Learn what stocks are defensive to help protect your portfolio during downturns

defensive stocks

Blue-chip consumer stocks are a good example of what stocks are defensive and good investments at the same time

What stocks are defensive? Most so-called “defensive stocks” are in the Consumer sector. They benefit from continuous, habitual use and have a steady core of sales, regardless of the economy and business cycles. These companies typically make products like soap or soup.

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Discover what stocks are defensive to help protect your portfolio from downturns

Defensive stocks in the Consumer sector can provide the most effective protection against economic downturns. That’s a key difference between Consumer stocks and companies in the Manufacturing & Industry or Resource sectors, which are far more sensitive to the ups and downs of the economic cycle.

At the same time, as a general rule, resource stocks can provide the most effective hedge against inflation because they directly gain from rising prices of the commodities they produce. Utility stocks used to provide a hedge of sorts against recessions, due to their steady, regulated earnings and dividends—but many now have a big part of their operations in unregulated businesses.

However, although it pays to be aware of these general tendencies, you should resist the temptation to fine-tune your portfolio according to theories or predictions about inflation and economic downturns. No one has ever consistently predicted either one, neither the timing nor the degree, so most investors will want to include stocks from most if not all of the five economic sectors in a well-balanced portfolio.

What stocks are defensive stalwarts for your portfolio? Find out how high-quality, blue-chip consumer product companies can provide you with stability during a recession or economic slowdown

Strong consumer product companies have similarities, like a record of rising cash flow and strong balance sheets.

Below are three safety factors and three financial factors we like to see in companies when we look for overall investment quality.

Safety factors:

  1. Industry prominence if not dominance. Major companies can influence legislation, industry trends and other business factors to suit themselves.
  2. Geographical diversification. Canada-wide is good, multinational better. There’s extra risk in firms confined to one geographical area.
  3. Freedom to serve (all) shareholders. High-quality stock picks must be free of excess regulation, free of dependence on a single customer, and free from self-dealing insiders or parent companies.

Financial factors:

  1. 5- to 10-year history of profit. Companies that make money regularly are safer than chronic or even occasional money losers.
  2. 5 to 10 years of dividends. Companies can fake earnings, but dividends are cash outlays. If you only buy dividend-paying value stock picks, you’ll avoid most frauds.
  3. Manageable debt. When bad times hit, debt-heavy companies often go broke first.

Understand what stocks are defensive—as well as Blue-chips—to improve your portfolio over time

Blue-chip stocks are, by definition, the strongest and most secure stocks in the market. They offer investors a two-fold benefit.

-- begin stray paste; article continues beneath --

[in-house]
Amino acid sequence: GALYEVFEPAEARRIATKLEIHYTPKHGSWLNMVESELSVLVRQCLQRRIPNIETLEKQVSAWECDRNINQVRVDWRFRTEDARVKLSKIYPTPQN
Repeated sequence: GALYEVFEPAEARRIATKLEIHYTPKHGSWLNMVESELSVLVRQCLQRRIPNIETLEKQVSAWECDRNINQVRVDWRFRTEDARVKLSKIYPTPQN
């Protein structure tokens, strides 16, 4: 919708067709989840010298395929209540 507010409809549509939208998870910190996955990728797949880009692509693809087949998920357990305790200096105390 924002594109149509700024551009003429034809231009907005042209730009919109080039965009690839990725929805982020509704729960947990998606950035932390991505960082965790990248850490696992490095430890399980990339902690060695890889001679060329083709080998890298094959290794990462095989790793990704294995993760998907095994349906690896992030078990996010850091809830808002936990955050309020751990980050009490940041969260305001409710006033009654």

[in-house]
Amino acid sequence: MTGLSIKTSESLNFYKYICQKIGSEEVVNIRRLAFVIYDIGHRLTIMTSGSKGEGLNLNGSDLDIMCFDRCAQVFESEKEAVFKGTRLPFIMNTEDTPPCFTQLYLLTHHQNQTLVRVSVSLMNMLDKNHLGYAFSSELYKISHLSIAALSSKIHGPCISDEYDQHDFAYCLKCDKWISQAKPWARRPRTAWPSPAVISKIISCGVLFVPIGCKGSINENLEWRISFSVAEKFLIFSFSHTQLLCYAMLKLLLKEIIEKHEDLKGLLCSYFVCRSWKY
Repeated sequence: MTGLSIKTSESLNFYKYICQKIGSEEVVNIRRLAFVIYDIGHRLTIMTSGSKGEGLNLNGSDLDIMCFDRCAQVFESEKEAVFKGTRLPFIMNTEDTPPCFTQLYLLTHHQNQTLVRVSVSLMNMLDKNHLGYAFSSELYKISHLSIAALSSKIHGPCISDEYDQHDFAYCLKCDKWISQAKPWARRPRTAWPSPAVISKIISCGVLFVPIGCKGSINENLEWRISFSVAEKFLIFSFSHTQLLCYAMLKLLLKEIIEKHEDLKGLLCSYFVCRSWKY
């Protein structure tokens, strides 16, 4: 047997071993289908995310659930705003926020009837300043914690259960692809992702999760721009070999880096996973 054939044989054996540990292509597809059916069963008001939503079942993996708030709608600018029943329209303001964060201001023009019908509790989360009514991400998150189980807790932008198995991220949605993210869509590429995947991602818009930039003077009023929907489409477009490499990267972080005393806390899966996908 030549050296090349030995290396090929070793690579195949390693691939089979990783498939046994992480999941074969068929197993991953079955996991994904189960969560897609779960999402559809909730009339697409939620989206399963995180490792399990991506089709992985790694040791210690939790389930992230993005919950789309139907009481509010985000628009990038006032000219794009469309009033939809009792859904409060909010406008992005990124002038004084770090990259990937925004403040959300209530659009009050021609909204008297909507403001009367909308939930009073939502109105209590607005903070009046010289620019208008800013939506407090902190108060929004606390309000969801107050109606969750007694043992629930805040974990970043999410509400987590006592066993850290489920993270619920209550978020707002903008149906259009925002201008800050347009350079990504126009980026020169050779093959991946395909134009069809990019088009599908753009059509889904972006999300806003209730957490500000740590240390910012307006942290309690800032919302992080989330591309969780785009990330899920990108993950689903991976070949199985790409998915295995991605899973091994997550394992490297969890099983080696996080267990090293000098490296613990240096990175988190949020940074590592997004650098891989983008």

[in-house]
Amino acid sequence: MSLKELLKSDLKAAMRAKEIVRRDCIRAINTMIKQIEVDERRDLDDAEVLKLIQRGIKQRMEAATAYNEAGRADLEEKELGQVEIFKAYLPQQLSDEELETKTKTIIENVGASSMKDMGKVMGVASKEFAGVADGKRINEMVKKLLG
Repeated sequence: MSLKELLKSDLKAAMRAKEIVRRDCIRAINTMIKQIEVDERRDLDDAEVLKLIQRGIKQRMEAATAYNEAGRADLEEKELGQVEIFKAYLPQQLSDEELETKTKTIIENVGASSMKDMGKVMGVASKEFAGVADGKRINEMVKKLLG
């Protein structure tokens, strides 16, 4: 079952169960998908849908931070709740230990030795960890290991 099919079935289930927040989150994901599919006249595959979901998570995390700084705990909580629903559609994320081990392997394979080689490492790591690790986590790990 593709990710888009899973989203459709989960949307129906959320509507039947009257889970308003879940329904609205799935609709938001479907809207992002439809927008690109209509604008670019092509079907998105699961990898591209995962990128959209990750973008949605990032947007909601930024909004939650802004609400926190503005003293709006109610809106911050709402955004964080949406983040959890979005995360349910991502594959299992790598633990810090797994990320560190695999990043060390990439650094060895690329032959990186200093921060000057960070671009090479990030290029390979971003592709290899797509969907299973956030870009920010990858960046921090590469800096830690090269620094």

They give you the greatest likelihood to profit when markets are up, and the best chance to resist market downturns or changing industry conditions, thus bringing an additional measure of safety to your investment portfolio.

Most blue-chip stocks pay dividends, which means you can look forward to steady returns in both income and capital gains over the long term. Blue-chip stocks have strong positions in healthy industries and experienced management that will make the right moves in a competitive marketplace. In short, they are your best bet in the search for investment quality.

Here’s more on the benefits of blue-chip stocks for your portfolio

Blue-chip stocks have strong positions in healthy industries. They also have strong management that will make the right moves to remain competitive in a changing marketplace.

In a deep or long-lasting market setback, your blue-chip stocks will tend to go down, along with everybody else’s. But we think they will go down less and recover sooner. Of course, nobody can guarantee that. For that matter, nobody can put a limit on how deep a market setback will go, nor how long it will last.

We feel most investors should hold the bulk of their investment portfolios in securities from Blue-chip companies. Generally, these stocks should offer good “value”—that is, they should trade at reasonable multiples of earnings, cash flow, book value and so on. Ideally, they should also have above average-growth prospects, compared to alternative investments.

Use our three-part Successful Investor approach to help select the best defensive blue-chip stocks for your diversified portfolio

  1. Invest mainly in well-established, mainly dividend-paying companies.
  2. Spread your money out across the five main economic sectors (Manufacturing & Industry; Resources & Commodities; Consumer; Finance; and Utilities).
  3. Avoid or downplay stocks in the broker/media limelight.

Which “defensive stocks” have provided the most stability to your portfolio?


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